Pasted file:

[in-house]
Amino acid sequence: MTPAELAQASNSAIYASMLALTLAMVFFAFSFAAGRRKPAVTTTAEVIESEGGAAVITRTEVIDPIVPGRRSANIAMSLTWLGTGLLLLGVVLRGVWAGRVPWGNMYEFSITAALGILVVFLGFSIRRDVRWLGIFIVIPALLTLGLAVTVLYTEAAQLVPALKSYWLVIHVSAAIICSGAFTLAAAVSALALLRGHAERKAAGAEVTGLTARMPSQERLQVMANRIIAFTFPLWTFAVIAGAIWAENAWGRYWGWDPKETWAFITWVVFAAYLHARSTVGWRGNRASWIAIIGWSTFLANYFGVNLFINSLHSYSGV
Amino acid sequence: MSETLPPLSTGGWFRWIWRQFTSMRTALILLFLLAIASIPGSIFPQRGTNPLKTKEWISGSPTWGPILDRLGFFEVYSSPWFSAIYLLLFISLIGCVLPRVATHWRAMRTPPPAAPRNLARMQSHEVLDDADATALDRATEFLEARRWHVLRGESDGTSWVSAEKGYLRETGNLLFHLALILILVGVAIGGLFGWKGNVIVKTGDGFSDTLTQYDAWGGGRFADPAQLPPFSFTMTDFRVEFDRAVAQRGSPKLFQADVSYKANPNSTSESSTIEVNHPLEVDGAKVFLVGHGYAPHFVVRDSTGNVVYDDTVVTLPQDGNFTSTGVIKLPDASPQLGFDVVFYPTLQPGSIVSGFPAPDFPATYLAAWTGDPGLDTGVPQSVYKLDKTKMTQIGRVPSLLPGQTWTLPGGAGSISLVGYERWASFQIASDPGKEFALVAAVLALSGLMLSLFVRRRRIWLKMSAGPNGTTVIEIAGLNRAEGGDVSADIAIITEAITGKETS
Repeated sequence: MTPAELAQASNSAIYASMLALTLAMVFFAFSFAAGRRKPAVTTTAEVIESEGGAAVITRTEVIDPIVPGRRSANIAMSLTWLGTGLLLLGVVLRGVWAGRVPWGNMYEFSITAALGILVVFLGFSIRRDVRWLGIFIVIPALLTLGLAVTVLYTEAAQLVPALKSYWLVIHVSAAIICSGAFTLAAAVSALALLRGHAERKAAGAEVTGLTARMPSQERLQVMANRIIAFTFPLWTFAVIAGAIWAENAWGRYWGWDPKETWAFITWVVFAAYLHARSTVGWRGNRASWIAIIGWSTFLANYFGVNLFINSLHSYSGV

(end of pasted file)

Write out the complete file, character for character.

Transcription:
[in-house]
Amino acid sequence: MTPAELAQASNSAIYASMLALTLAMVFFAFSFAAGRRKPAVTTTAEVIESEGGAAVITRTEVIDPIVPGRRSANIAMSLTWLGTGLLLLGVVLRGVWAGRVPWGNMYEFSITAALGILVVFLGFSIRRDVRWLGIFIVIPALLTLGLAVTVLYTEAAQLVPALKSYWLVIHVSAAIICSGAFTLAAAVSALALLRGHAERKAAGAEVTGLTARMPSQERLQVMANRIIAFTFPLWTFAVIAGAIWAENAWGRYWGWDPKETWAFITWVVFAAYLHARSTVGWRGNRASWIAIIGWSTFLANYFGVNLFINSLHSYSGV
Amino acid sequence: MSETLPPLSTGGWFRWIWRQFTSMRTALILLFLLAIASIPGSIFPQRGTNPLKTKEWISGSPTWGPILDRLGFFEVYSSPWFSAIYLLLFISLIGCVLPRVATHWRAMRTPPPAAPRNLARMQSHEVLDDADATALDRATEFLEARRWHVLRGESDGTSWVSAEKGYLRETGNLLFHLALILILVGVAIGGLFGWKGNVIVKTGDGFSDTLTQYDAWGGGRFADPAQLPPFSFTMTDFRVEFDRAVAQRGSPKLFQADVSYKANPNSTSESSTIEVNHPLEVDGAKVFLVGHGYAPHFVVRDSTGNVVYDDTVVTLPQDGNFTSTGVIKLPDASPQLGFDVVFYPTLQPGSIVSGFPAPDFPATYLAAWTGDPGLDTGVPQSVYKLDKTKMTQIGRVPSLLPGQTWTLPGGAGSISLVGYERWASFQIASDPGKEFALVAAVLALSGLMLSLFVRRRRIWLKMSAGPNGTTVIEIAGLNRAEGGDVSADIAIITEAITGKETS
Repeated sequence: MTPAELAQASNSAIYASMLALTLAMVFFAFSFAAGRRKPAVTTTAEVIESEGGAAVITRTEVIDPIVPGRRSANIAMSLTWLGTGLLLLGVVLRGVWAGRVPWGNMYEFSITAALGILVVFLGFSIRRDVRWLGIFIVIPALLTLGLAVTVLYTEAAQLVPALKSYWLVIHVSAAIICSGAFTLAAAVSALALLRGHAERKAAGAEVTGLTARMPSQERLQVMANRIIAFTFPLWTFAVIAGAIWAENAWGRYWGWDPKETWAFITWVVFAAYLHARSTVGWRGNRASWIAIIGWSTFLANYFGVNLFINSLHSYSGV